Makuza, US envoy, discuss regional security

Bernard Makuza, the president of Rwandan senate receiving the ambassador of the United States to Rwanda Peter Vrooman at his office on May 9, 2019. / Nadege Imbabazi

The ambassador of the United States to Rwanda, Peter Vrooman, on Thursday paid a courtesy call on the Rwandan senate, and held discussions with the upper chamber on bilateral relations between the two countries, regional security, among other issues.

The discussions focused on peace and security, economic growth, inclusive development, as well as democracy and human rights, which, according to Vrooman are four key goals of the US mission in Rwanda, “and they correspond very much with the four committees of the Senate.”

After the meeting, Bernard Makuza, the president of the Senate, said in an interview with the media, that he also briefed the envoy about regional security issues ranging from terror groups to Rwandan forces that are carrying out peacekeeping missions in different countries in Africa,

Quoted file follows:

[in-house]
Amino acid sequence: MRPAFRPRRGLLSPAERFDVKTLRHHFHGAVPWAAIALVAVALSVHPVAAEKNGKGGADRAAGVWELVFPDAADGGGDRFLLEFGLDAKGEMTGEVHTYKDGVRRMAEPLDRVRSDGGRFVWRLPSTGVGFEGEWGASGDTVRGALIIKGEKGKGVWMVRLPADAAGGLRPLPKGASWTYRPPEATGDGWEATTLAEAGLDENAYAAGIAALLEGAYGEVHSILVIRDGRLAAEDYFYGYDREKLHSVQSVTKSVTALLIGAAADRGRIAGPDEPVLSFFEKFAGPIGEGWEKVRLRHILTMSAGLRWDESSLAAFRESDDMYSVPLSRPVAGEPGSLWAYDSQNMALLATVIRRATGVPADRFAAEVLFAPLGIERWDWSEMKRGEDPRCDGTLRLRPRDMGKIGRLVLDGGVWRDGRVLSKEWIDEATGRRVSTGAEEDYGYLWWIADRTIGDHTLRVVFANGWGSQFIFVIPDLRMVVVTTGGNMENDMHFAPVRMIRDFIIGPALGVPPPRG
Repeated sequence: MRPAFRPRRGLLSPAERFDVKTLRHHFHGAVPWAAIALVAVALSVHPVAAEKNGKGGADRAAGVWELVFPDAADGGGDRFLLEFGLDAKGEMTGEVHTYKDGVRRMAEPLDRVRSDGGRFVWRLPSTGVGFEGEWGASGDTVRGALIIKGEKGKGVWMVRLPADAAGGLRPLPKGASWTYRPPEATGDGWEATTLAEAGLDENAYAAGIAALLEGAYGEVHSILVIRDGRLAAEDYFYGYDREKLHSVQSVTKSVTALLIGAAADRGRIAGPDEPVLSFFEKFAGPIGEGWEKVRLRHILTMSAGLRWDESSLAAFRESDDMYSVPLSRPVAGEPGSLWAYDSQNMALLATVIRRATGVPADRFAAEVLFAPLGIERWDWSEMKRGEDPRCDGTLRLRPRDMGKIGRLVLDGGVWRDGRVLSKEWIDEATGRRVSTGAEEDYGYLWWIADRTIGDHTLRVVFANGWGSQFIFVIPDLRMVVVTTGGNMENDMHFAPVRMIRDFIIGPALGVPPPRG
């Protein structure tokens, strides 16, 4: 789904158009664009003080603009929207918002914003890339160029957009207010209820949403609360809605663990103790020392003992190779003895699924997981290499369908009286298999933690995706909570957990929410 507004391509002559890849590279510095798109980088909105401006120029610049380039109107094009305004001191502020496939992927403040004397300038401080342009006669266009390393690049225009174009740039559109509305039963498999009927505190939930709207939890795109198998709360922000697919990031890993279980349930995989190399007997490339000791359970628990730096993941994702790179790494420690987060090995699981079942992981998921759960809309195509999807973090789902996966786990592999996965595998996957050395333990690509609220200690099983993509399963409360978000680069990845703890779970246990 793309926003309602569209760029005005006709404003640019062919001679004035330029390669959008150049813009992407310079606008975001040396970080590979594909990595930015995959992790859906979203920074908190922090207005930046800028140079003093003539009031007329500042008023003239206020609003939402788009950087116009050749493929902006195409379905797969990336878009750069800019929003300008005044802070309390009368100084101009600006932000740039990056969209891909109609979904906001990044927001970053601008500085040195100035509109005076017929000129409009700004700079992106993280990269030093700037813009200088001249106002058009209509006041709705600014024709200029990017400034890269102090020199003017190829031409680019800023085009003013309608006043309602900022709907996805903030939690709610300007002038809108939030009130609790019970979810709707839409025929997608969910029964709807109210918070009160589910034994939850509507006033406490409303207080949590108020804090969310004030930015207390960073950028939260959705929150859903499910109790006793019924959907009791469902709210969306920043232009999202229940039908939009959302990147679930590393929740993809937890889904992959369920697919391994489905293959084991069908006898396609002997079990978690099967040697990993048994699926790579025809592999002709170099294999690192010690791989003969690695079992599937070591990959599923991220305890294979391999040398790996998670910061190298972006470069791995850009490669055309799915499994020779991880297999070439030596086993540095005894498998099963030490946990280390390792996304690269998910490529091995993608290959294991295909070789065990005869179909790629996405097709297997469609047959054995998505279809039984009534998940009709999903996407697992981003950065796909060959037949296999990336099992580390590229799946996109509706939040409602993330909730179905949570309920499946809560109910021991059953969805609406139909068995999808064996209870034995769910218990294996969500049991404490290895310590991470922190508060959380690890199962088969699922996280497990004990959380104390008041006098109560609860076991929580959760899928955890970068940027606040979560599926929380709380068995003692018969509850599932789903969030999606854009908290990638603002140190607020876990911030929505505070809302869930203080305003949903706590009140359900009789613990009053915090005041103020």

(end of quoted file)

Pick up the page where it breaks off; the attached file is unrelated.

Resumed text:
“We also talked about Rwandan forces that are on peacekeeping missions in different parts of the world including places like Sudan, South Sudan, and Central Africa,” he said. 

Makuza said that participation in global peacekeeping is a deliberate decision by the Government of Rwanda to help prevent atrocities.

He added: We thank the US because we recognise that they have the will to support this cause and we see it continuing”.

“We talked about terror groups in the region. The US has put efforts in fighting the Islamic State terror group which was a threat to the world.

“We briefed him as well about terror groups in the region like FDLR and the people that are supporting them. We discussed this because it is not something that a person can keep quiet about, since the security of one country is connected to another one’s safety,” he said.

Makuza called upon the US to continue supporting efforts to bring to justice people that committed genocide against the Tutsi.

The discussion also covered sectors such as investment, education, democracy, among others.

“What Rwanda is going through in terms of reconciliation in the 25 years since the genocide against the Tutsi is incredibly important in building the new identity of Rwandans,” said Vrooman in an interview.

He added: “That is something that I think the world in general can learn from. So we are very attentive, and I have learned a lot in my first year here in Rwanda about that,” he said.

editor@newtimesrwanda.com

ADVERTISEMENT

 

Have Your SayLeave a comment